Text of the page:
Posted October 3, 2006, 12:00 AM EDT
William Chipps is senior editor of IEG Sponsorship Report, a biweekly monitor of the sponsorship industry published by IEG Inc., in Chicago.
What is the state of the sponsorship industry today?
The sponsorship industry is incredibly healthy. The growing popularity of TiVo, iPods, satellite radio, and other forms of the technology that let people tune out advertising messages has promoted more interest in nontraditional marketing vehicles for corporate marketers.
Companies and advertising agencies have also started to realize that sponsorship can be leveraged in many different ways, including on-site sampling, PR exposure, retail promotions, and customer hospitality. So sponsorship as a marketing medium is becoming increasingly popular. IEG expects North American-based companies to spend $13.39 billion in 2006, a 10.6 percent increase over the $12.1 billion spent in 2005.
Where is that money coming from?
We’re seeing a growing number of companies converting large segments oftheir ad spending to sponsorship. That demonstrates the growingimportance of sponsorship to many of these companies.
To what markets should event planners be trying to sell sponsorships?
In addition to the typical automotive, packaged goods, banks, and otherindustries that have traditionally been active sponsors, we’re seeing anumber of emerging categories scouting sponsorship opportunities. Thisincludes everything from cosmeceutical companies (like Botox), online gambling companies, flash drive manufacturers (like Sandisk, Maxell, and Imation), private jet services (like Marquis Jet and Sentient), digital music companies, and even labor unions.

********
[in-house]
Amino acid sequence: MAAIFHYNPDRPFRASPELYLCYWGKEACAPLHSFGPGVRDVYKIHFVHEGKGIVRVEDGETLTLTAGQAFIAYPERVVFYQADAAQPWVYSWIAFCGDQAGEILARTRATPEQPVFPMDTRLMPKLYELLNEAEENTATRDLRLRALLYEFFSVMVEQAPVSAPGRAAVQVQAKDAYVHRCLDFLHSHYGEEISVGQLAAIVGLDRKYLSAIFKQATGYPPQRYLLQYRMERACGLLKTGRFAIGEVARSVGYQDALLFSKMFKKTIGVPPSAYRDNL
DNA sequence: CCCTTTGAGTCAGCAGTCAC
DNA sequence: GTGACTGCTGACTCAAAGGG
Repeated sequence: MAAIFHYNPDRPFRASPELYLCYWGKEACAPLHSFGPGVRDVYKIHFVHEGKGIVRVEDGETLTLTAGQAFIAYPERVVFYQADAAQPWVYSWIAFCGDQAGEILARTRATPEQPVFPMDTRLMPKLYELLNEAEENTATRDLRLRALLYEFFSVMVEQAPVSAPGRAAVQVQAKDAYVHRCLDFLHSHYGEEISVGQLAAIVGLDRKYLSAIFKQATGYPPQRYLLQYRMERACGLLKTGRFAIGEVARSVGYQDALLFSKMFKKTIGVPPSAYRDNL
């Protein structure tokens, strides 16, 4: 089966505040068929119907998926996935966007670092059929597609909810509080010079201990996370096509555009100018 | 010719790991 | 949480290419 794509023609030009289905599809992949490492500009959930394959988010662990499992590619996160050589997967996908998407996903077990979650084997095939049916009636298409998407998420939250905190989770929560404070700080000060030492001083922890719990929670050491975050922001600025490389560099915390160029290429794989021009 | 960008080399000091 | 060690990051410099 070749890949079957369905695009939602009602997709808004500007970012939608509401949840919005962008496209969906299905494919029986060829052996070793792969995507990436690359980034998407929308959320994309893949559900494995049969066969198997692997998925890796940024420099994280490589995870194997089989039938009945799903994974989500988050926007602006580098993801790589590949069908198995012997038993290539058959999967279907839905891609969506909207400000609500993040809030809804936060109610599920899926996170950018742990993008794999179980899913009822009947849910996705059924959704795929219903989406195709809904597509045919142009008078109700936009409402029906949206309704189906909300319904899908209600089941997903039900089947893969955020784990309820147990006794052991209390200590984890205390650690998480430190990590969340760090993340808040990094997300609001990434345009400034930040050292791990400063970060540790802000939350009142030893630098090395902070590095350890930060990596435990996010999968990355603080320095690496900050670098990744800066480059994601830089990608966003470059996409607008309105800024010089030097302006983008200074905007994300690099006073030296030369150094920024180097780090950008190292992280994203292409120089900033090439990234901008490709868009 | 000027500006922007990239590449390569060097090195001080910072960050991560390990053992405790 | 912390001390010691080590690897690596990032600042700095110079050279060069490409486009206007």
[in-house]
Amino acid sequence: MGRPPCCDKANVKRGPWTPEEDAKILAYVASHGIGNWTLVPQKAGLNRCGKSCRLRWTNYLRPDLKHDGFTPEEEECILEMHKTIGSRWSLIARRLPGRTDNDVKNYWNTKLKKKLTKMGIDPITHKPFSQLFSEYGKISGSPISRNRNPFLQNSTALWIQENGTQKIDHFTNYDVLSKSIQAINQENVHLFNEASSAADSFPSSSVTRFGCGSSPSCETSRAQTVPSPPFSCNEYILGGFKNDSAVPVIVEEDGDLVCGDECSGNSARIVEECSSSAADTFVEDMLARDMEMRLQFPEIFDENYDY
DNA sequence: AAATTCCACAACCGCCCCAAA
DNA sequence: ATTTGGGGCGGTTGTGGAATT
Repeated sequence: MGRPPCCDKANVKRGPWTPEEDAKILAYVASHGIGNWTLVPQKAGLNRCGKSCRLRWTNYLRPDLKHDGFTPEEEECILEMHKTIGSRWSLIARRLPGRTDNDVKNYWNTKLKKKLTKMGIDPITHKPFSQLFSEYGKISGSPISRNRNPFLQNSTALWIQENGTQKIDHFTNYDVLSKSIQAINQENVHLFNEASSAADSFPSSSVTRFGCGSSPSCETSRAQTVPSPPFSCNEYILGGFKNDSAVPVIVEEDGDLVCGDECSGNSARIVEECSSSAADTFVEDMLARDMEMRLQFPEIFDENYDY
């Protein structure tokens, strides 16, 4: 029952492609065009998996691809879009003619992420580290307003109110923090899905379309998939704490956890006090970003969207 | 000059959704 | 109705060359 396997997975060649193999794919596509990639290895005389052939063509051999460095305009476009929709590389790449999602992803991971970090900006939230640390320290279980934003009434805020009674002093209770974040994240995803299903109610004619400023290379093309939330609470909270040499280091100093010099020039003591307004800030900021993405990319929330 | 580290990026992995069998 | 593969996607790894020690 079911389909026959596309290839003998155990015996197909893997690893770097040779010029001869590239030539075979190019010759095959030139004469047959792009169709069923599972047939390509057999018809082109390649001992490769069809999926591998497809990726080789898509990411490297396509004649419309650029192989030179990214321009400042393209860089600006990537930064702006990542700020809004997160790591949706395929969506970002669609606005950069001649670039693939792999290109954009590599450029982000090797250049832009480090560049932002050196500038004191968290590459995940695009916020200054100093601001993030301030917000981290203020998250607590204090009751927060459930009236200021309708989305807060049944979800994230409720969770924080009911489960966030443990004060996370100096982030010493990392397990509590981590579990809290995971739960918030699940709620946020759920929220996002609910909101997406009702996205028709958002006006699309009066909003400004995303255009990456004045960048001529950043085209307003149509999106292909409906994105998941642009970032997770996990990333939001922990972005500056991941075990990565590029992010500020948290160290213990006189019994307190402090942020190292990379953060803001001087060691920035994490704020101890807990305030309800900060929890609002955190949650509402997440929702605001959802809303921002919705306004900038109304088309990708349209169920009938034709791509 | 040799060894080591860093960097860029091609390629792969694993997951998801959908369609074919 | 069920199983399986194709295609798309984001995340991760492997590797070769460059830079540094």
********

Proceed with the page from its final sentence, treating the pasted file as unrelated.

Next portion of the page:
Do you see differences in the things sponsors look for or the way they measure success?
Companies are increasingly putting more focus on tracking return oninvestment. It used to be that companies kind of threw money atsponsorships and hoped for some kind of ROI. Companies have gotten moresophisticated and are actually establishing metrics to measure thesuccess of a particular sponsorship even before they sign a deal. Eachcompany uses different metrics, but it’s definitely a good thing forthe health of the industry because it demonstrates that sponsorshipworks.
Are there other industries or sectors that are stepping up their sponsorship efforts?
Keep [your] eyes open for mature categories going through some kind of change. A great example here would be the film category. Kodak and Fujihave adopted new sponsorship strategies to promote their digitalofferings as the photography category moves from film to digitalproducts.
—Erika Rasmusson Janes